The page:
Tahir Della of the Initiative of Black People in Germany (ISD) sees Obama’s victory as „a historical moment that the whole African diaspora has been waiting for“. It is about time, “that the people who have experienced for hundreds of years oppression, exploitation and discrimination now find the political participation that seemed unthinkable for so long“. „Even more pleasant is the fact that with Barack Obama an African American has been elected who has a mixed-race background. His father was Kenyan and therefore, he is an American of the second generation“, says the Black German actor and journalist Theodor Wonja Michael.

For many Black Germans, Obama’s often quoted „exotic“ ancestry has many parallels to their own biographies. Growing up as the offspring of a black and white relationship in a white environment, often without the presence of the black parent, is part of the Afro German reality. Therefore, the hope is understandable that the election of a „world citizen“ whose roots split over three continents will also have a positive effect on black people in Germany. Yonis Ayeh of the ISD is convinced, „that we in Germany can also achieve a lot more. We have all the abilites and possibilities to finally come out of the exotic corner and actively and more directly shape our society. The doors are open! A black chancellor – male or female – should be our goal.“

Theodor Wonja Michael considers such euphoria as premature. The 83-year old actor survived the nazi regime by portraying the „blackamoor“ in German colonial movies such as „Münchhausen“, one of the first German colour movies, produced in 1943 under the appraising eyes of Nazi Minister of Propaganda, Joseph Goebbels. Wonja Michael does not believe in a German Obama. „In Germany, we still have a long way to go. Here we encounter a form of careless racism that is based on racial purity. A German has to „look „German and accordingly, he or she must be white. I do not know whether my grandchildren or great-grandchildren will already be able to reach such a position because here in Germany they will still be confronted with the question of origin.“ Such skepticism seems legitimate. Just one day after Obama’s triumph, a German newspaper tried to decipher “the mystery of skin colour” by using racist language to describe the president-elect: „Kinky, black hair, negroid lips and his dark complexion can be explained by his ancestry…” Change happens much slower in Germany.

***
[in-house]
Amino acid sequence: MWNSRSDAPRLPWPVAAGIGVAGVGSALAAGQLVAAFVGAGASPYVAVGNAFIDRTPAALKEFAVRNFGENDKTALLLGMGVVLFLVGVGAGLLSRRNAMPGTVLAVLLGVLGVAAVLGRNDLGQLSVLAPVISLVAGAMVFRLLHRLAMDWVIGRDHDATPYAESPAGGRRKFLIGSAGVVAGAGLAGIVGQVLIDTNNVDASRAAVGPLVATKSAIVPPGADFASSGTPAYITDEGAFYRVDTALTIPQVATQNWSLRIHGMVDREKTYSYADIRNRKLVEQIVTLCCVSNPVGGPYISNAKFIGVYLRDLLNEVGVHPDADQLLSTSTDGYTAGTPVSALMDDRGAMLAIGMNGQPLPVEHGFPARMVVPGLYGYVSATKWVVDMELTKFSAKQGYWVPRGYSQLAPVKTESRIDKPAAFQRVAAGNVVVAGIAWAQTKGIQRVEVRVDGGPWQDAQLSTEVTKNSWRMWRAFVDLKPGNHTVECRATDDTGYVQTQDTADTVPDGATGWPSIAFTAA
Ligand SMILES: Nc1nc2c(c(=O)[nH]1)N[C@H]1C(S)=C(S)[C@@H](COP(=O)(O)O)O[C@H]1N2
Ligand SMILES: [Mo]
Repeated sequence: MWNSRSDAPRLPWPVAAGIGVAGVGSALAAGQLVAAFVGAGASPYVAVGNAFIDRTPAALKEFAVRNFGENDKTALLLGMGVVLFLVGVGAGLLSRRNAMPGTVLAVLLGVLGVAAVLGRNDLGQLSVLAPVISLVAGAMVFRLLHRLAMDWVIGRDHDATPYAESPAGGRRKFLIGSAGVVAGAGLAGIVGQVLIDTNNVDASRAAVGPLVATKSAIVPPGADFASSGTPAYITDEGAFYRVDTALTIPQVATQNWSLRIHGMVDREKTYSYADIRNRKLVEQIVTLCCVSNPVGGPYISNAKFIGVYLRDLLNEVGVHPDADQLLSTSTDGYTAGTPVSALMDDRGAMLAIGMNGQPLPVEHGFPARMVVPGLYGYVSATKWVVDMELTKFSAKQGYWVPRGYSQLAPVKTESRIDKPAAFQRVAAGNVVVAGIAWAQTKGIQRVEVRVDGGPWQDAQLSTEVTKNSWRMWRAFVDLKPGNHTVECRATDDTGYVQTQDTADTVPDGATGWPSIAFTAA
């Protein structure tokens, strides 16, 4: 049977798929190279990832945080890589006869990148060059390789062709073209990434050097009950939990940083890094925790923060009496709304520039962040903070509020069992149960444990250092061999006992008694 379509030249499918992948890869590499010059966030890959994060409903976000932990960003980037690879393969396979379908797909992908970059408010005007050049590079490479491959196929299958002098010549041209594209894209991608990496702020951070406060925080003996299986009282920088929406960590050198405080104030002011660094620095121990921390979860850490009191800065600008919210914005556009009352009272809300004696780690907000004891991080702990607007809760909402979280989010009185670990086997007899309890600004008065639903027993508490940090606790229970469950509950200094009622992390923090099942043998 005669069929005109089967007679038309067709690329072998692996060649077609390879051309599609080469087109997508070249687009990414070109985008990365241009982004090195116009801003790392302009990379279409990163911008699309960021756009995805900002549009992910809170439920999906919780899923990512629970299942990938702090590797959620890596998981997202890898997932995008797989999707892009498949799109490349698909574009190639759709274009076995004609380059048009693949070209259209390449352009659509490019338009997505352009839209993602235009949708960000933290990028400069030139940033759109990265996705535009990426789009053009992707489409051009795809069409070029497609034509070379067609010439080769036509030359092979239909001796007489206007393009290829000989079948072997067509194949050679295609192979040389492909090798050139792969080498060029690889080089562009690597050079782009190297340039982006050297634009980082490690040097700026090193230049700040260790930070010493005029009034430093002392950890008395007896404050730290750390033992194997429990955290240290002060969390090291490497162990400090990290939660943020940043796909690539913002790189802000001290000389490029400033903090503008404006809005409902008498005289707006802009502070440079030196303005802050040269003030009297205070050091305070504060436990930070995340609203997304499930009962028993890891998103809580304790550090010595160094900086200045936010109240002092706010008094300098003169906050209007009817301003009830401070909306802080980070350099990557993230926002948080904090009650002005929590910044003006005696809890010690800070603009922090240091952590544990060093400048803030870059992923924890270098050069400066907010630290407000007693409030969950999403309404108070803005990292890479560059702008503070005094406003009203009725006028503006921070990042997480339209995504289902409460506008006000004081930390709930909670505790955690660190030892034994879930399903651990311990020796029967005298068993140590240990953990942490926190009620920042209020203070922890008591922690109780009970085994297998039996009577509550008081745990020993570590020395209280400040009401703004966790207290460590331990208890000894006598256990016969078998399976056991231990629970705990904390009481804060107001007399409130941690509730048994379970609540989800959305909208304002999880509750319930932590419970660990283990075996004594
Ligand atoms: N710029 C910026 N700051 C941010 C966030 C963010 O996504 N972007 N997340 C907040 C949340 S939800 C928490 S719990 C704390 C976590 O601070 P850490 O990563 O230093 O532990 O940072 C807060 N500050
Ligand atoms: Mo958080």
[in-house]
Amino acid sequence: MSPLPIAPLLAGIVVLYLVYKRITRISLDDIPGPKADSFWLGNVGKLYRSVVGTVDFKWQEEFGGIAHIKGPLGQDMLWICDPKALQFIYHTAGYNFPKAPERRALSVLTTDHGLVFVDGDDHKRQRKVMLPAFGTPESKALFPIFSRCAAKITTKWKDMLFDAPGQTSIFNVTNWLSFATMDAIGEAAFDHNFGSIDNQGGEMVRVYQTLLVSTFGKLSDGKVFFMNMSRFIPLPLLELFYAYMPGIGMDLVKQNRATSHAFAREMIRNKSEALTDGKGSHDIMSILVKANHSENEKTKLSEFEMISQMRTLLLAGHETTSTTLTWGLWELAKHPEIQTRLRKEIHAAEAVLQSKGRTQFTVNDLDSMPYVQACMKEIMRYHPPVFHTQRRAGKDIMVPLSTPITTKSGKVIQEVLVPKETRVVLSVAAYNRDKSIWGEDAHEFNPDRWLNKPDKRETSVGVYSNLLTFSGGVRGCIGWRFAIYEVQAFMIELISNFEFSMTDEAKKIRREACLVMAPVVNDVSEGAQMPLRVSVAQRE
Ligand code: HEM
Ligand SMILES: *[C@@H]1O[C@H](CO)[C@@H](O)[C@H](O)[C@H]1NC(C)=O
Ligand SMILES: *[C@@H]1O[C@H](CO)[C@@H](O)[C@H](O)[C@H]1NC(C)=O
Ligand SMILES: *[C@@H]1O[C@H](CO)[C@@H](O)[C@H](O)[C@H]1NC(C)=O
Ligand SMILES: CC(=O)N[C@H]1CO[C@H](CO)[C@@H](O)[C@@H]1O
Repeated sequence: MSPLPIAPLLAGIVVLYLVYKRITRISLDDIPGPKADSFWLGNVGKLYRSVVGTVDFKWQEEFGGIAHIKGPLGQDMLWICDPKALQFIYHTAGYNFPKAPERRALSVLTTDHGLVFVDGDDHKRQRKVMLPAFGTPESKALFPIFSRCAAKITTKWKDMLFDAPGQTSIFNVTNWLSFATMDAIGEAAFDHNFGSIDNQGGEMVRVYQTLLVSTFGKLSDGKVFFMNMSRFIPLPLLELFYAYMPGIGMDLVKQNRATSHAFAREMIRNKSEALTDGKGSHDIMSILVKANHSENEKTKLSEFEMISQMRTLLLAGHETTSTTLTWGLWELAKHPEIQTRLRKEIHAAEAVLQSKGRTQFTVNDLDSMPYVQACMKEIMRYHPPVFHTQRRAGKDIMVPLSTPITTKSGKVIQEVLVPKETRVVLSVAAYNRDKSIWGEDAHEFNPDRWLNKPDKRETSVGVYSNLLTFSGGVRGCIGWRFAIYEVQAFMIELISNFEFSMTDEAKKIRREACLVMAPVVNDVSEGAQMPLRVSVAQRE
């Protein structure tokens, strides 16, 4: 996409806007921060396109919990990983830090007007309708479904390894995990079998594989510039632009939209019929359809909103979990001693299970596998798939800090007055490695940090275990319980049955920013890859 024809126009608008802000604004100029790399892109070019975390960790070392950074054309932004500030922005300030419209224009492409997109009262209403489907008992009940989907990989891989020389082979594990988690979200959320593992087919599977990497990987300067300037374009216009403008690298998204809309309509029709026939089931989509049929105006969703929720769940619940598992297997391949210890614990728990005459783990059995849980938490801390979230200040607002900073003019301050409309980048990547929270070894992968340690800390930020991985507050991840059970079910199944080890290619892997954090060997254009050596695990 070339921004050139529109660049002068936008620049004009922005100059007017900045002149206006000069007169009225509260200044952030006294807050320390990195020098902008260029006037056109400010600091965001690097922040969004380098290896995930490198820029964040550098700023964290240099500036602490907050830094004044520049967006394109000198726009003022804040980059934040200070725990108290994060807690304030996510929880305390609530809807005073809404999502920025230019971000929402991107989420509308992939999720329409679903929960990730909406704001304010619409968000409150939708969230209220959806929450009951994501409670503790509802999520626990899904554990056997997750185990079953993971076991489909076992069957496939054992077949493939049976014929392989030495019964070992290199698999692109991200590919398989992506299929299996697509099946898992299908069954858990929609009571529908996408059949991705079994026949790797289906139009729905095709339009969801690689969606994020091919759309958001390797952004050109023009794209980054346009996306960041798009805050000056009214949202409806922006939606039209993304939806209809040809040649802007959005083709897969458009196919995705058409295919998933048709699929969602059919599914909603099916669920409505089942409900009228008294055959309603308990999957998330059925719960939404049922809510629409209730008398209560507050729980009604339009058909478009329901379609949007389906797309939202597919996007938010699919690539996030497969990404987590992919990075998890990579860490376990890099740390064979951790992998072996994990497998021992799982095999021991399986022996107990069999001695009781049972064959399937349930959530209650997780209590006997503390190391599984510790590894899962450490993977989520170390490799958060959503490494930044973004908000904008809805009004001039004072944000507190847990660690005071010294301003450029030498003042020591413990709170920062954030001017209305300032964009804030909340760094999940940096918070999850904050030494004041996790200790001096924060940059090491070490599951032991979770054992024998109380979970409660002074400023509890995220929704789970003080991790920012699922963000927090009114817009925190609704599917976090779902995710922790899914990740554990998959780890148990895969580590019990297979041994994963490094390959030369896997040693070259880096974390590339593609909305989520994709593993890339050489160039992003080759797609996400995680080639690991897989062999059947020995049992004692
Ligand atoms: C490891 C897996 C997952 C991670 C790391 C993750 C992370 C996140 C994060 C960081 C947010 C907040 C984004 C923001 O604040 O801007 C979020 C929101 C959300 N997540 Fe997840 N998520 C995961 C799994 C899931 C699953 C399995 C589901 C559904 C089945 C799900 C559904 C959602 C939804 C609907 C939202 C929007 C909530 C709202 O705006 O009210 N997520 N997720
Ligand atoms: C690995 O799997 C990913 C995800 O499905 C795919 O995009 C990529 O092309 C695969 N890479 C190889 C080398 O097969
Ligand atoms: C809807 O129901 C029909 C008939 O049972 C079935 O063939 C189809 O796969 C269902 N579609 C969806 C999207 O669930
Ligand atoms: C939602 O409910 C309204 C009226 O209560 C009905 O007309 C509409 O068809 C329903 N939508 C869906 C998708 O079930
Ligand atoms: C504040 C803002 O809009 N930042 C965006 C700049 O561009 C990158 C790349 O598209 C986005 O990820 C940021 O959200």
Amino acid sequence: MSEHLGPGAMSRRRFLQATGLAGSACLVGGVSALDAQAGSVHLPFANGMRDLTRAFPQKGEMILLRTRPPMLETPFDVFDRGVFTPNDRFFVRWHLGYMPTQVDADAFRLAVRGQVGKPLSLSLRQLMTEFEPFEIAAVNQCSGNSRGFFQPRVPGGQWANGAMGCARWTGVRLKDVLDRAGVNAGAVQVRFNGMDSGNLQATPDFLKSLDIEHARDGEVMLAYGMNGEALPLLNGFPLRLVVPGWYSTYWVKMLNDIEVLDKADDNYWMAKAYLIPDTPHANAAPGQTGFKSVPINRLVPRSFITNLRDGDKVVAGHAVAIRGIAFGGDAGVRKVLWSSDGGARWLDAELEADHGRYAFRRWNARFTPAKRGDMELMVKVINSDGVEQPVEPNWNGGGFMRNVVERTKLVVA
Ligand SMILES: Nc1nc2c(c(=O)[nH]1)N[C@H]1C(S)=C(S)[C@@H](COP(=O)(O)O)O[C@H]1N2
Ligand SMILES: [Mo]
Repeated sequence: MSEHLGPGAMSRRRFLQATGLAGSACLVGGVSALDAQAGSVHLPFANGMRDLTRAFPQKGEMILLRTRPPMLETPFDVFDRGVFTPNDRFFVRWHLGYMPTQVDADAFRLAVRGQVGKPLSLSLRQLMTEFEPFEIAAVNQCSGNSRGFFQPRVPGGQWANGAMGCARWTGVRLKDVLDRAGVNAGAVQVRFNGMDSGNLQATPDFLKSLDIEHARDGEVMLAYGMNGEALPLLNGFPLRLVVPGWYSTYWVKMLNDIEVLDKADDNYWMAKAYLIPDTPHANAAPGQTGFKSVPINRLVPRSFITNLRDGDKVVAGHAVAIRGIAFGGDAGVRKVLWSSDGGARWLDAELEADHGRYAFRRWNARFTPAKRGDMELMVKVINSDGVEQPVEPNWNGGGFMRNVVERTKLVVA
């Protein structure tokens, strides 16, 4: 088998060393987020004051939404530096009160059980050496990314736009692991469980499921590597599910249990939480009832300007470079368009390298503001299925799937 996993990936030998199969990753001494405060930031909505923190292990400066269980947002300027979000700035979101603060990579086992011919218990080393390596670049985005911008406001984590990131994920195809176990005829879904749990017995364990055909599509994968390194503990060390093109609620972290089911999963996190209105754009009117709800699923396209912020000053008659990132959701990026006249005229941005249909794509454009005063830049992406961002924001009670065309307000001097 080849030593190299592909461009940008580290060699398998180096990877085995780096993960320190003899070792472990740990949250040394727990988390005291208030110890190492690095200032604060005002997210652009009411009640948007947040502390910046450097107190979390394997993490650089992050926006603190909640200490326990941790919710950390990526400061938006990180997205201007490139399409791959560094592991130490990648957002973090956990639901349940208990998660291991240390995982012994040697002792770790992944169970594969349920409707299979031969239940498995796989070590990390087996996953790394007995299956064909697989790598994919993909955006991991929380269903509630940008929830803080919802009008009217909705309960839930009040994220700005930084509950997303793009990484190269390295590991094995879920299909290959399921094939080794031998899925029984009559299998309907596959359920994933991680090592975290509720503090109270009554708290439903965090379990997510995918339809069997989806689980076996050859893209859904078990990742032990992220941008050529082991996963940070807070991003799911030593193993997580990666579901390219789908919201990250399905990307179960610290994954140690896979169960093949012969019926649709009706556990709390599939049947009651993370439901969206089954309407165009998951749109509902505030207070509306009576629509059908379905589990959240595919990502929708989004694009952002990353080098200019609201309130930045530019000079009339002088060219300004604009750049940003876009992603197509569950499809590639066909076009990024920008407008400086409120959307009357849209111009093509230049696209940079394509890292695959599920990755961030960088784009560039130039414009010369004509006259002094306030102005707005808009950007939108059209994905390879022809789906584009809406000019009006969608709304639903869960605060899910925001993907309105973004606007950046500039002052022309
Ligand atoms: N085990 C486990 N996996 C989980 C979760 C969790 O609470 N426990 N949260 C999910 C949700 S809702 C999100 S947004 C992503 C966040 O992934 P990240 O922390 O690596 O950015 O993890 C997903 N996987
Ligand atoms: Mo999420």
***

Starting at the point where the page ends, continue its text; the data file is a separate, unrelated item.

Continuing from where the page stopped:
In Almaz’ living room, the television shows pictures from Kenya. Barack Obama’s grandmother Sarah holds a press conference. She looks radiant and full of pride. People are singing and dancing in the streets. And in Berlin the party continues as well, more quietly and more modest, but with a new self-confidence. After all: We are President! And Formula 1 World Champion!

1 thought on “We are President!

  1. Awesome piece! I’m a biracial American and I didn’t realize how much Obama’s win meant to blacks around the world. I’ve never traveled to Germany, but I’d like to visit there one day.